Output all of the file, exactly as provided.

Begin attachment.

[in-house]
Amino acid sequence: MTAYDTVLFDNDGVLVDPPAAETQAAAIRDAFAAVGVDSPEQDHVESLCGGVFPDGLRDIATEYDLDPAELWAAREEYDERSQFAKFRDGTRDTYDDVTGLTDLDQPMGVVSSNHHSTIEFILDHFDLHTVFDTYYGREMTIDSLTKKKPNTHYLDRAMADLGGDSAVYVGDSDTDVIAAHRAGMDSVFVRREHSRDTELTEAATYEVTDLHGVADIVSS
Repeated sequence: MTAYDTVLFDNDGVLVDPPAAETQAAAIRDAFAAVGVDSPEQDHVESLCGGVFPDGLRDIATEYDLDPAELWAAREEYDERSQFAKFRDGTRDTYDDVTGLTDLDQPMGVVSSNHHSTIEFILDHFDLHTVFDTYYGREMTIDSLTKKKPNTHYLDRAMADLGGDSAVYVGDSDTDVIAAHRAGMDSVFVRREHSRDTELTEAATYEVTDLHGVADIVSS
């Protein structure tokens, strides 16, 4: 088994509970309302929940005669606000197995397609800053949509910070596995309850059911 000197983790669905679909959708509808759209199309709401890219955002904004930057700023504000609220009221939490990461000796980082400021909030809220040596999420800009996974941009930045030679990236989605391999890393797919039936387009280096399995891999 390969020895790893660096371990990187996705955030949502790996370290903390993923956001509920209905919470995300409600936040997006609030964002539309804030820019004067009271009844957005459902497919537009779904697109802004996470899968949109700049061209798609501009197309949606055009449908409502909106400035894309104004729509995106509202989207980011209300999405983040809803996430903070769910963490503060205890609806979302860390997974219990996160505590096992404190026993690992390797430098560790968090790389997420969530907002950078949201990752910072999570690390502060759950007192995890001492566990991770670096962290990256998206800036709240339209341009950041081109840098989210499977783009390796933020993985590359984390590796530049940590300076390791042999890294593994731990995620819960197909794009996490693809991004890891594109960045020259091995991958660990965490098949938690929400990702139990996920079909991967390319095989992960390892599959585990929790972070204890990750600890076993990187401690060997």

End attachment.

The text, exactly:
[in-house]
Amino acid sequence: MTAYDTVLFDNDGVLVDPPAAETQAAAIRDAFAAVGVDSPEQDHVESLCGGVFPDGLRDIATEYDLDPAELWAAREEYDERSQFAKFRDGTRDTYDDVTGLTDLDQPMGVVSSNHHSTIEFILDHFDLHTVFDTYYGREMTIDSLTKKKPNTHYLDRAMADLGGDSAVYVGDSDTDVIAAHRAGMDSVFVRREHSRDTELTEAATYEVTDLHGVADIVSS
Repeated sequence: MTAYDTVLFDNDGVLVDPPAAETQAAAIRDAFAAVGVDSPEQDHVESLCGGVFPDGLRDIATEYDLDPAELWAAREEYDERSQFAKFRDGTRDTYDDVTGLTDLDQPMGVVSSNHHSTIEFILDHFDLHTVFDTYYGREMTIDSLTKKKPNTHYLDRAMADLGGDSAVYVGDSDTDVIAAHRAGMDSVFVRREHSRDTELTEAATYEVTDLHGVADIVSS
């Protein structure tokens, strides 16, 4: 088994509970309302929940005669606000197995397609800053949509910070596995309850059911 000197983790669905679909959708509808759209199309709401890219955002904004930057700023504000609220009221939490990461000796980082400021909030809220040596999420800009996974941009930045030679990236989605391999890393797919039936387009280096399995891999 390969020895790893660096371990990187996705955030949502790996370290903390993923956001509920209905919470995300409600936040997006609030964002539309804030820019004067009271009844957005459902497919537009779904697109802004996470899968949109700049061209798609501009197309949606055009449908409502909106400035894309104004729509995106509202989207980011209300999405983040809803996430903070769910963490503060205890609806979302860390997974219990996160505590096992404190026993690992390797430098560790968090790389997420969530907002950078949201990752910072999570690390502060759950007192995890001492566990991770670096962290990256998206800036709240339209341009950041081109840098989210499977783009390796933020993985590359984390590796530049940590300076390791042999890294593994731990995620819960197909794009996490693809991004890891594109960045020259091995991958660990965490098949938690929400990702139990996920079909991967390319095989992960390892599959585990929790972070204890990750600890076993990187401690060997």